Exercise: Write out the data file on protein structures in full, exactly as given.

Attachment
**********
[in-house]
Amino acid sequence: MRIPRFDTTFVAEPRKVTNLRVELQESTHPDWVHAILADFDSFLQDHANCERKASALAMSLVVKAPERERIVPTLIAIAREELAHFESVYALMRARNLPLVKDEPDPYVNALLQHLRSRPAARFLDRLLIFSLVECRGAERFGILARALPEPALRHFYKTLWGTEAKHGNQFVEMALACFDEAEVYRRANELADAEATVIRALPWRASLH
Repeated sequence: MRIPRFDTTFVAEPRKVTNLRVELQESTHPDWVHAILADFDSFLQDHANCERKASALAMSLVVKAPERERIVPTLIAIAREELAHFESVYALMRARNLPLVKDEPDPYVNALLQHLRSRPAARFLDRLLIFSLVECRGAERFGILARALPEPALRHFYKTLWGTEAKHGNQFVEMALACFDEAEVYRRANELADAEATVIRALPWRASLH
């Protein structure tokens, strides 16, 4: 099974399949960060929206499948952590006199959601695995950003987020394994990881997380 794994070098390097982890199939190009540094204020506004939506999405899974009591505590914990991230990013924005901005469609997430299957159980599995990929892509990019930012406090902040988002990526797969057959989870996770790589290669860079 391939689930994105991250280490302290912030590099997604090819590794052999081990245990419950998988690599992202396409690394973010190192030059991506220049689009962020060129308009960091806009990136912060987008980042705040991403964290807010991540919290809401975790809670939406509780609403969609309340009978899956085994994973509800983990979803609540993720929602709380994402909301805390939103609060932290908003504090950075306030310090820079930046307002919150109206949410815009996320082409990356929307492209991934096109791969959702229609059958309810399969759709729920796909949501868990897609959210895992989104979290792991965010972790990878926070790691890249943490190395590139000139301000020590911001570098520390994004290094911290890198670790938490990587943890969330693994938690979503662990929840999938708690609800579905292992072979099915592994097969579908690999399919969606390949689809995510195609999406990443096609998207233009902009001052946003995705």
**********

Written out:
[in-house]
Amino acid sequence: MRIPRFDTTFVAEPRKVTNLRVELQESTHPDWVHAILADFDSFLQDHANCERKASALAMSLVVKAPERERIVPTLIAIAREELAHFESVYALMRARNLPLVKDEPDPYVNALLQHLRSRPAARFLDRLLIFSLVECRGAERFGILARALPEPALRHFYKTLWGTEAKHGNQFVEMALACFDEAEVYRRANELADAEATVIRALPWRASLH
Repeated sequence: MRIPRFDTTFVAEPRKVTNLRVELQESTHPDWVHAILADFDSFLQDHANCERKASALAMSLVVKAPERERIVPTLIAIAREELAHFESVYALMRARNLPLVKDEPDPYVNALLQHLRSRPAARFLDRLLIFSLVECRGAERFGILARALPEPALRHFYKTLWGTEAKHGNQFVEMALACFDEAEVYRRANELADAEATVIRALPWRASLH
């Protein structure tokens, strides 16, 4: 099974399949960060929206499948952590006199959601695995950003987020394994990881997380 794994070098390097982890199939190009540094204020506004939506999405899974009591505590914990991230990013924005901005469609997430299957159980599995990929892509990019930012406090902040988002990526797969057959989870996770790589290669860079 391939689930994105991250280490302290912030590099997604090819590794052999081990245990419950998988690599992202396409690394973010190192030059991506220049689009962020060129308009960091806009990136912060987008980042705040991403964290807010991540919290809401975790809670939406509780609403969609309340009978899956085994994973509800983990979803609540993720929602709380994402909301805390939103609060932290908003504090950075306030310090820079930046307002919150109206949410815009996320082409990356929307492209991934096109791969959702229609059958309810399969759709729920796909949501868990897609959210895992989104979290792991965010972790990878926070790691890249943490190395590139000139301000020590911001570098520390994004290094911290890198670790938490990587943890969330693994938690979503662990929840999938708690609800579905292992072979099915592994097969579908690999399919969606390949689809995510195609999406990443096609998207233009902009001052946003995705």